Bravus is committed to supporting the communities we are part of. We have close relationships with regional economic development organisations, community groups, councils and charities. Our success relies on the support of our partners.
Community Partnership Program
Our Community Partnerships Program assists not-for-profit organisations and community groups with initiatives and events within our project footprint. This annual program is awarded quarterly.
- Round 1 – 1 January – 15 March 2021
- Round 2 – 1 April – 15 June 2021
- Round 3 – 1 July – 15 September 2021
- Round 4 – 1 October – 1 December 2021
Please complete the online application form before the closing date for each round.
Queensland Minerals and Energy Academy
Bravus has been supporting the Queensland Minerals and Energy Academy’s (QMEA) school programs since 2018. QMEA is a highly successful program educating students on the various pathways into the resources sector and other science, technology, engineering and maths (STEM) industries. Bravus supports schools across the Carmichael project footprint including those in Townsville, Rockhampton and Charters Towers.
Bravus is also a proud sponsor of the QRC/Women in Mining and Resources Queensland (WIMARQ) Girls Mentoring Program for QMEA female students completing year 12.
Bravus respects and recognises the Traditional Owners of the land of which the Carmichael Mine and Rail project is located - the Juru, Jangga, Birriah and Wangan and Jagalingou people.
Bravus is committed to creating sustainable employment and economic opportunities for Indigenous communities.
Our Indigenous Land Use Agreements and Cultural Heritage Management Plans support the development of skills and training as well as how areas of significance are preserved during construction and operations. These agreements have been in place since 2014 and will create multigenerational benefits for these groups.
We work with our Traditional Owners under the guidance of these formal agreements and plans, so that we respect the rights, history, future intentions and requests of the Indigenous People.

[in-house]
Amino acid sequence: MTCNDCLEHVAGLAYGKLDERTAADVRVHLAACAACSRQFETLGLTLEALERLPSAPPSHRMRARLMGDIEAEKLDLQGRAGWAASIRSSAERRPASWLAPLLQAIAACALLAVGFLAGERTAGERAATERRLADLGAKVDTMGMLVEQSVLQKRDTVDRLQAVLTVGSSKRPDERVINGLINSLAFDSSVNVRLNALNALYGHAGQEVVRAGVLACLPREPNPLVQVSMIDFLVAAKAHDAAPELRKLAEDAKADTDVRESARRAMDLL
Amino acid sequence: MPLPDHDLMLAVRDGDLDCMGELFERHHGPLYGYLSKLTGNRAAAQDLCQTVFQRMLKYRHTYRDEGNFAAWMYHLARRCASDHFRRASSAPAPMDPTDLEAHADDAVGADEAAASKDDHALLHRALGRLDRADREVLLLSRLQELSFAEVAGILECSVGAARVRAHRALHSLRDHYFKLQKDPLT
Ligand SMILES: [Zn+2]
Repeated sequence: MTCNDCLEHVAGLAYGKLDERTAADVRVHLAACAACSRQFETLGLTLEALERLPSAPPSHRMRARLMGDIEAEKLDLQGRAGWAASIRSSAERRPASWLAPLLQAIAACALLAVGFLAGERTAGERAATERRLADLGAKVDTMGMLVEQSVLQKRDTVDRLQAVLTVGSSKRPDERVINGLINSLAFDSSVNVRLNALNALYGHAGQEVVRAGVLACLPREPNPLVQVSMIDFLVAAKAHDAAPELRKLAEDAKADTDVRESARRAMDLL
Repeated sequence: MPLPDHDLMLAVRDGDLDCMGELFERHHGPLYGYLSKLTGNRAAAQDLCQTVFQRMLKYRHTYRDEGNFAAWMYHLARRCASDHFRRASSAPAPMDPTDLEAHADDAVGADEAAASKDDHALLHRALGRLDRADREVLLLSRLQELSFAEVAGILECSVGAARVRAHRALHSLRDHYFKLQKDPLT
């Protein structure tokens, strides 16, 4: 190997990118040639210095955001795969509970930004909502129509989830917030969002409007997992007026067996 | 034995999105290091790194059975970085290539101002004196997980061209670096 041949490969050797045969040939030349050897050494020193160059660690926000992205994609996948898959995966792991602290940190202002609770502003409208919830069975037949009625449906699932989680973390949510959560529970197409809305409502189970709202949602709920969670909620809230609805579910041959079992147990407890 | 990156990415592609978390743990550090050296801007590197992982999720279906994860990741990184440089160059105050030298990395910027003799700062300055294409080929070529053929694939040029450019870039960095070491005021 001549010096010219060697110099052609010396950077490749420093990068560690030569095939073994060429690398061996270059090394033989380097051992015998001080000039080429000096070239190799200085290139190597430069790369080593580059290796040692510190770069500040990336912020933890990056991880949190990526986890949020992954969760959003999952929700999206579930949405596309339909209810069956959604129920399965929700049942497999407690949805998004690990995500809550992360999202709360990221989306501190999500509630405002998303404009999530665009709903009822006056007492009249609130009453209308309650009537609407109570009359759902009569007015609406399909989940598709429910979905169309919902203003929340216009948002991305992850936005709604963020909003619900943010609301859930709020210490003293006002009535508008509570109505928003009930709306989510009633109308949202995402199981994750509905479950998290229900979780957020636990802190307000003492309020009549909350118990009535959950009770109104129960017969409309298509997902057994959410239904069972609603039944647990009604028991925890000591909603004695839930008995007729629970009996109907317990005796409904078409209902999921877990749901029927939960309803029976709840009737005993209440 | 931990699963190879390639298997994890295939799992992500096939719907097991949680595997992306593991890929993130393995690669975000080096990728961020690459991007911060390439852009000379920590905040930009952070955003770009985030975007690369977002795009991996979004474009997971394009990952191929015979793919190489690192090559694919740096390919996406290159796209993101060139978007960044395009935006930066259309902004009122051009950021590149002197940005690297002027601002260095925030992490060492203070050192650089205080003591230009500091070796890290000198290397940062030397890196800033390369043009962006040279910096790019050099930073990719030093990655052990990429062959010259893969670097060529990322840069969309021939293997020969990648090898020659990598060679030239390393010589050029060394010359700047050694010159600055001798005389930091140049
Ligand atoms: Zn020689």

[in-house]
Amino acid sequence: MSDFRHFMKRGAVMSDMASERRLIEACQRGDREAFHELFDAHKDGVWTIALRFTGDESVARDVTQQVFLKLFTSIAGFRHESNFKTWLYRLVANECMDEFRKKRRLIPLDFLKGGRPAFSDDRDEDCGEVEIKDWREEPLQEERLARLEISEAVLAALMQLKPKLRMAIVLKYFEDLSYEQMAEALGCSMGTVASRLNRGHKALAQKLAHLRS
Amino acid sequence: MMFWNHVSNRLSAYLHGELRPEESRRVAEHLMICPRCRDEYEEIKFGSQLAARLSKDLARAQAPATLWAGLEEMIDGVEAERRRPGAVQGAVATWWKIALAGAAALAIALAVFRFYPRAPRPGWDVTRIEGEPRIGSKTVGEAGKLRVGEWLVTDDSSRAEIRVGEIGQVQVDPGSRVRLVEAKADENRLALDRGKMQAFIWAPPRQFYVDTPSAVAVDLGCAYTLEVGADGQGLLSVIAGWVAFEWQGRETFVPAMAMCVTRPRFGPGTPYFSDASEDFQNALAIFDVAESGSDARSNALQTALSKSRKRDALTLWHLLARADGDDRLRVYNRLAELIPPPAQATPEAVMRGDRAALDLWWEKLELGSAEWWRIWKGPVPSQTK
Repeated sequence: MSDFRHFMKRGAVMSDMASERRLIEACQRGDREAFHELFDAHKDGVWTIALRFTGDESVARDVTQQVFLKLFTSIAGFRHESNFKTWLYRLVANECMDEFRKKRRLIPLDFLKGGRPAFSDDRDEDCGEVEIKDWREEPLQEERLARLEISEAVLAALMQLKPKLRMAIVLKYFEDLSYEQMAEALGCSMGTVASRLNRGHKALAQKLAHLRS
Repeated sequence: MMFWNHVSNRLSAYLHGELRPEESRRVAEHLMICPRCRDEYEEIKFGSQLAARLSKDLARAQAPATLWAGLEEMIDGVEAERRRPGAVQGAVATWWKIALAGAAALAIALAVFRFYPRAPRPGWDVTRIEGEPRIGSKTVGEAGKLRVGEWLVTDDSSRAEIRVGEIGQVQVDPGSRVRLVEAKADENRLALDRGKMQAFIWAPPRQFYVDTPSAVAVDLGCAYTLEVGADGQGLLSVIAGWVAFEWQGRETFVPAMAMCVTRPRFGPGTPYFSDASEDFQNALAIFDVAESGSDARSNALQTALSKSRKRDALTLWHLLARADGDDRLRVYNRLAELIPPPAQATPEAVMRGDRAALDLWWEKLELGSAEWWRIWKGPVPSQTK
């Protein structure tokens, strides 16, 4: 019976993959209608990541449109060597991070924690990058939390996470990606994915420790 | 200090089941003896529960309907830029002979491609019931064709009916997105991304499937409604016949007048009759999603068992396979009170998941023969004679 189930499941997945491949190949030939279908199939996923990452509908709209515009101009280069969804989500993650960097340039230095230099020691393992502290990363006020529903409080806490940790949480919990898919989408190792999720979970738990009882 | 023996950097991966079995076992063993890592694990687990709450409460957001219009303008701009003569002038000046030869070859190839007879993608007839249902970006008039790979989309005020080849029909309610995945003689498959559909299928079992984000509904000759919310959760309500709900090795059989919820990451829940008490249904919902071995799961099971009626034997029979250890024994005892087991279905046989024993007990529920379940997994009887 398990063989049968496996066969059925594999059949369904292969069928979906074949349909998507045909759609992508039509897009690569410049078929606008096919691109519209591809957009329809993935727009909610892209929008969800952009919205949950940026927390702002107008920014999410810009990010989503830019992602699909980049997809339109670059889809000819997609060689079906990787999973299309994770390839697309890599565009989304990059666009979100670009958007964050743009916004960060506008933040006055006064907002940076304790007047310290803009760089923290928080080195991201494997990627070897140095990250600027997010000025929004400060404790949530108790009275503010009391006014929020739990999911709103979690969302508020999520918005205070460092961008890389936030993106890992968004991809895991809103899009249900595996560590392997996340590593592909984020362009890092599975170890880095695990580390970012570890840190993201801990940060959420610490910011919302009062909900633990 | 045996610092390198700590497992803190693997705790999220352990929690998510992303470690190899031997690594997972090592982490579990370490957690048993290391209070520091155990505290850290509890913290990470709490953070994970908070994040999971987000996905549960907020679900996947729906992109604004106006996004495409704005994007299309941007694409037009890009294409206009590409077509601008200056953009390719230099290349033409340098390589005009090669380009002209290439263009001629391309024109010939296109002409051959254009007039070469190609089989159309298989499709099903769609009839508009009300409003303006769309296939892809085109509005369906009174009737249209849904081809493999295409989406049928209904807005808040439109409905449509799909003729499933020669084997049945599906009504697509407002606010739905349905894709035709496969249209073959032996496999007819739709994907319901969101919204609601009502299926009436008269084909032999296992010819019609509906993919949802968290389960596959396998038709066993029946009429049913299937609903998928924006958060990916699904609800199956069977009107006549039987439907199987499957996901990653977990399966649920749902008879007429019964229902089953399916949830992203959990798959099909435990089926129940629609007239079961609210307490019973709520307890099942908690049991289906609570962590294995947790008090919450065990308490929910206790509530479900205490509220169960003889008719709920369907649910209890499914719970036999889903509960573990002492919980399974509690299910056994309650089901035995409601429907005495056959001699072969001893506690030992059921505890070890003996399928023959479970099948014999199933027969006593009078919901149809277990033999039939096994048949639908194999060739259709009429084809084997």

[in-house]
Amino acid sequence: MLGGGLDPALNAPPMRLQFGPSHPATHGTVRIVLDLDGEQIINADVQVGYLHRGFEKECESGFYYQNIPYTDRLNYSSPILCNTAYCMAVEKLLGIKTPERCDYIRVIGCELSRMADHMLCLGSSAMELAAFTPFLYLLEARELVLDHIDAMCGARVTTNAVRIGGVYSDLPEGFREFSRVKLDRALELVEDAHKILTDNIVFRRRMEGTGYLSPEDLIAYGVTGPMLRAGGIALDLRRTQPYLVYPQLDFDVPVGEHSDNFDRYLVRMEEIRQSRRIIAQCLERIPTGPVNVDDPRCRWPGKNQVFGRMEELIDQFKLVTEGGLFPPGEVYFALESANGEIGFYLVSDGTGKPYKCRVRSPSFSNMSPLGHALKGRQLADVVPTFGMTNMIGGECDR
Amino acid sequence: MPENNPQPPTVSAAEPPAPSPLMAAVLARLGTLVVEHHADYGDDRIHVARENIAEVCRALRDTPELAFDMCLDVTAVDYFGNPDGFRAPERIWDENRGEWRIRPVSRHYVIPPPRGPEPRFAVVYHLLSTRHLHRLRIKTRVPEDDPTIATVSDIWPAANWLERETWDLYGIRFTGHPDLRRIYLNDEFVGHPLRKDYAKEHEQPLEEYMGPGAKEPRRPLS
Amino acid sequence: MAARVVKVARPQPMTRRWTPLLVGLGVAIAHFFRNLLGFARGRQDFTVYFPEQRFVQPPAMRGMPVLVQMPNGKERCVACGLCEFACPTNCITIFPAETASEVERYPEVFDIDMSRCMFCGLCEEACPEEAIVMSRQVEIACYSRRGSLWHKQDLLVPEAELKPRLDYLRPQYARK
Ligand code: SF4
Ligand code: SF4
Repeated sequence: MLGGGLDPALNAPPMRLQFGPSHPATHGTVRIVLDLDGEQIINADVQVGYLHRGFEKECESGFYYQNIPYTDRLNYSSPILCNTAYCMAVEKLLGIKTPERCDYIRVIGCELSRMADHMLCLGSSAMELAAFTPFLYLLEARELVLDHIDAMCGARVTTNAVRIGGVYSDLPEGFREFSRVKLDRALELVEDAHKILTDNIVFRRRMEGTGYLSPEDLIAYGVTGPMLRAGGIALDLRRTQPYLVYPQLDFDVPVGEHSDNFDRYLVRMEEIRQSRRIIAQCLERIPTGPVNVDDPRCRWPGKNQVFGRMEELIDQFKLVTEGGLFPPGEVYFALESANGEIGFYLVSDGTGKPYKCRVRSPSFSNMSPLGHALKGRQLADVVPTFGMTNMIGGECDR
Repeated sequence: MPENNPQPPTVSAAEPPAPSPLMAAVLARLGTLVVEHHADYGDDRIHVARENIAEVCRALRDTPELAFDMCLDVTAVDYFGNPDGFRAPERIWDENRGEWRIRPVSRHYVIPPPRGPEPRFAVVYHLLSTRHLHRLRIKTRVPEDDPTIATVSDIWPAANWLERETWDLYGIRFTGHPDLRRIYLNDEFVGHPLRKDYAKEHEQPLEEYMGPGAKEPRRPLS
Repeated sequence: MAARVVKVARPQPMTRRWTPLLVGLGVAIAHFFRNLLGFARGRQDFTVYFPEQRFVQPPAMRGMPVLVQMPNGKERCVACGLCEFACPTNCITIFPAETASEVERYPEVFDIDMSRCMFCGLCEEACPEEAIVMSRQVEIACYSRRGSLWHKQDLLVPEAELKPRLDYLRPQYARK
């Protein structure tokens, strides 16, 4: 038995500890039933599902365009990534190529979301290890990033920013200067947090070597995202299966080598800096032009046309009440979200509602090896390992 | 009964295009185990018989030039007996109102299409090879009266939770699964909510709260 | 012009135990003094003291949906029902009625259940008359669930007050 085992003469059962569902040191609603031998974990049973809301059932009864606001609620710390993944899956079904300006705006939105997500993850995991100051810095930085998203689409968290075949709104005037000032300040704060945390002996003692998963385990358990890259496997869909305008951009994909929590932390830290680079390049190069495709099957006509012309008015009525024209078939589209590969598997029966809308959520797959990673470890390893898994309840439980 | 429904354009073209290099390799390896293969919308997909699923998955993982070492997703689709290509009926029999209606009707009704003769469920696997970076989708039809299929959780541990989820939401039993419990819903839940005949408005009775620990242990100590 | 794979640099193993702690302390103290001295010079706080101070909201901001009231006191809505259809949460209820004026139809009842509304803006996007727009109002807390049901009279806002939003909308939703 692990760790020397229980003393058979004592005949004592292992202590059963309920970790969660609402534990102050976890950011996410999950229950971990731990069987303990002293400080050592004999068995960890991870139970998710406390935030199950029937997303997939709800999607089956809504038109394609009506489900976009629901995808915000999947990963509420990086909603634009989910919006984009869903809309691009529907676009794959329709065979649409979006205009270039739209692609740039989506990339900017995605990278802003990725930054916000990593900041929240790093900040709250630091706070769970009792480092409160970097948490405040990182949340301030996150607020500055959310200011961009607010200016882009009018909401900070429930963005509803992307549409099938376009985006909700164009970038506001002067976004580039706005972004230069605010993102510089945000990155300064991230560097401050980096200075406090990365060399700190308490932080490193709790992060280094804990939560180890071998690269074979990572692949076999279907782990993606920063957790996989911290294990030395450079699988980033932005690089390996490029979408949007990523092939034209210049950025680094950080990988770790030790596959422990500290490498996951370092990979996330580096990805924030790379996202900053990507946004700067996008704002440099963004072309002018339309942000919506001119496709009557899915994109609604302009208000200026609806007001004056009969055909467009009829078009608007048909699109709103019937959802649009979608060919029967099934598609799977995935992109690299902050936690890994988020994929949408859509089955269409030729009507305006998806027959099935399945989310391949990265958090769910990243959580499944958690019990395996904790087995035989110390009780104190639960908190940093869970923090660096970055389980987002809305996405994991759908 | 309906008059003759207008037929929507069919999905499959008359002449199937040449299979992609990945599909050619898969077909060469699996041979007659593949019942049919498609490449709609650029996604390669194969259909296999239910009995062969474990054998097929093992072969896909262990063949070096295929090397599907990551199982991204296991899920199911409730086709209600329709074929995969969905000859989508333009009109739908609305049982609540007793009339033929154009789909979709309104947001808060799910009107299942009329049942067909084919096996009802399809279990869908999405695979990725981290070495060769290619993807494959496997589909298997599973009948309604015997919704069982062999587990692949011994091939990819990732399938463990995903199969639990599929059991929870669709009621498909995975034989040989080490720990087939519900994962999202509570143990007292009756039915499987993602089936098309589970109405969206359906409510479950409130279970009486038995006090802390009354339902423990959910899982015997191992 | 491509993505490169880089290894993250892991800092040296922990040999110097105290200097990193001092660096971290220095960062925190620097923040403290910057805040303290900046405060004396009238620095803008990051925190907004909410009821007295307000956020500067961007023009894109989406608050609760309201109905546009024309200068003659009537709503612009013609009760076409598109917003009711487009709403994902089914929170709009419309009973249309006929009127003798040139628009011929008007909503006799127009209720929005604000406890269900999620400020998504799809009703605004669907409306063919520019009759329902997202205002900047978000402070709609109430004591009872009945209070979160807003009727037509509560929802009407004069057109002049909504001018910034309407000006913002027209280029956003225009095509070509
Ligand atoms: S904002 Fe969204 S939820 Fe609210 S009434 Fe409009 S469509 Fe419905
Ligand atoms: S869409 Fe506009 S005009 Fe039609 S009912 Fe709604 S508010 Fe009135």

Our Land Agreements
An ILUA is a voluntary agreement between a native title group and other about the use of land and waters. These agreements allow people to negotiate flexible, pragmatic agreements to suit their particular circumstances. ILUA’s cover topics such as native title holders agreeing to future development, how native title rights coexist with the rights of other people, access to an area, extinguishment of native title, compensation, employment and economic opportunities for native title groups, cultural heritage and mining, Bravus works with the Traditional Owners under the guidance of these formal agreements and plans so we respect the rights, history, future intentions and requests of the Indigenous People. There are four ILUAs and Cultural Heritage Managements Plans for the Carmichael Project.
These have been entered into with:
- Wangan and Jagalingou People
- Jangga People
- Birriah People
- Juru People.
Woongal Environmental Services
Woongal Environmental Services, a Woongal and Jagalingou owned business, monitors and reports on environmental impacts for the mine and rail project. This includes an agreement to manage Black-throated Finch habitat on the non-mined areas of the leases, and the conservation area.
Services through the contract include environmental monitoring and management to support the finch including surveys, monitoring and reporting. The work will also include land and weed management, installing fences to protect important and sensitive habitat, installing fire trails and undertaking fire management.
Woongal is chaired by Gooreng descendant of the Port Curtis Coral Coast Nation, Tony Johnson. The partnership means Bravus receives the scientific and environmental expertise required to deliver on its environmental management plans, while benefiting from the cultural knowledge of the Traditional Owners.
Community and Stakeholder Feedback
Bravus is committed to genuine community engagement and positive working relationships with stakeholders, including the receipt and actioning of comments and feedback.
You can read more about our Feedback Policy here.
Roads and infrastructure
Since starting construction, activity onsite has included work to remove overburden in the mine open cut, land clearing and surveying, fencing works, civil earthworks, building roads, pads, site office establishment, dam construction, airfield expansion, rail laying and much more.
Part of the construction involves delivering more benefits for the region. We have already spent $20 million upgrading public roads in the region and there’s another $100 million to come.
We are doing this so that ratepayers don’t have to cover the cost of the wear and tear our trucks and other vehicles cause to these roads.
We are paying our own way and at the same time we are improving the roads as an added benefit for the locals who use them.
Our success is directly aligned with the support and advocacy from our partners. We work closely with regional development organisations, Chambers of Commerce, community groups and councils to support the communities in which we operate.